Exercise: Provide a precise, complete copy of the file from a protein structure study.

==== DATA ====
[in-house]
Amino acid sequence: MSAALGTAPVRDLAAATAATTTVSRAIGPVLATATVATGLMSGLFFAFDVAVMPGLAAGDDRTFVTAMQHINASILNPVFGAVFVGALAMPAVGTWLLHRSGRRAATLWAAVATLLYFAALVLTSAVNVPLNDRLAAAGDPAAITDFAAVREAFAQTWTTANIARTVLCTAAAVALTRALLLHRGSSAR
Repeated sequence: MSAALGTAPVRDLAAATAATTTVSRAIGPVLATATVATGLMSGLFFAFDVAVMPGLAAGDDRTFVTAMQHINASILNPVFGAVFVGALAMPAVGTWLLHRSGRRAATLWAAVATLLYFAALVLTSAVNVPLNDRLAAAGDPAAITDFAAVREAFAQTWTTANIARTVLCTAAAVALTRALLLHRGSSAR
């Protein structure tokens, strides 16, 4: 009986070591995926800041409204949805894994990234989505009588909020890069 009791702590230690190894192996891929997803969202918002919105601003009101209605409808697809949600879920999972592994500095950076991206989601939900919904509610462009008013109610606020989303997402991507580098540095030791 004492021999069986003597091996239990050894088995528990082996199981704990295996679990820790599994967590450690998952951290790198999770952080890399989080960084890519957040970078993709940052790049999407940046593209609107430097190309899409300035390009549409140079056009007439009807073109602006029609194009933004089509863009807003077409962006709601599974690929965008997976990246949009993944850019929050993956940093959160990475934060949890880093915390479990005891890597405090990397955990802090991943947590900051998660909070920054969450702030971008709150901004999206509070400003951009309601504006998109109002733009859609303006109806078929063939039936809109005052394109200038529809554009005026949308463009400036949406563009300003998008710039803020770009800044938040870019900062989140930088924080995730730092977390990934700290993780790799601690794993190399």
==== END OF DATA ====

[in-house]
Amino acid sequence: MSAALGTAPVRDLAAATAATTTVSRAIGPVLATATVATGLMSGLFFAFDVAVMPGLAAGDDRTFVTAMQHINASILNPVFGAVFVGALAMPAVGTWLLHRSGRRAATLWAAVATLLYFAALVLTSAVNVPLNDRLAAAGDPAAITDFAAVREAFAQTWTTANIARTVLCTAAAVALTRALLLHRGSSAR
Repeated sequence: MSAALGTAPVRDLAAATAATTTVSRAIGPVLATATVATGLMSGLFFAFDVAVMPGLAAGDDRTFVTAMQHINASILNPVFGAVFVGALAMPAVGTWLLHRSGRRAATLWAAVATLLYFAALVLTSAVNVPLNDRLAAAGDPAAITDFAAVREAFAQTWTTANIARTVLCTAAAVALTRALLLHRGSSAR
């Protein structure tokens, strides 16, 4: 009986070591995926800041409204949805894994990234989505009588909020890069 009791702590230690190894192996891929997803969202918002919105601003009101209605409808697809949600879920999972592994500095950076991206989601939900919904509610462009008013109610606020989303997402991507580098540095030791 004492021999069986003597091996239990050894088995528990082996199981704990295996679990820790599994967590450690998952951290790198999770952080890399989080960084890519957040970078993709940052790049999407940046593209609107430097190309899409300035390009549409140079056009007439009807073109602006029609194009933004089509863009807003077409962006709601599974690929965008997976990246949009993944850019929050993956940093959160990475934060949890880093915390479990005891890597405090990397955990802090991943947590900051998660909070920054969450702030971008709150901004999206509070400003951009309601504006998109109002733009859609303006109806078929063939039936809109005052394109200038529809554009005026949308463009400036949406563009300003998008710039803020770009800044938040870019900062989140930088924080995730730092977390990934700290993780790799601690794993190399």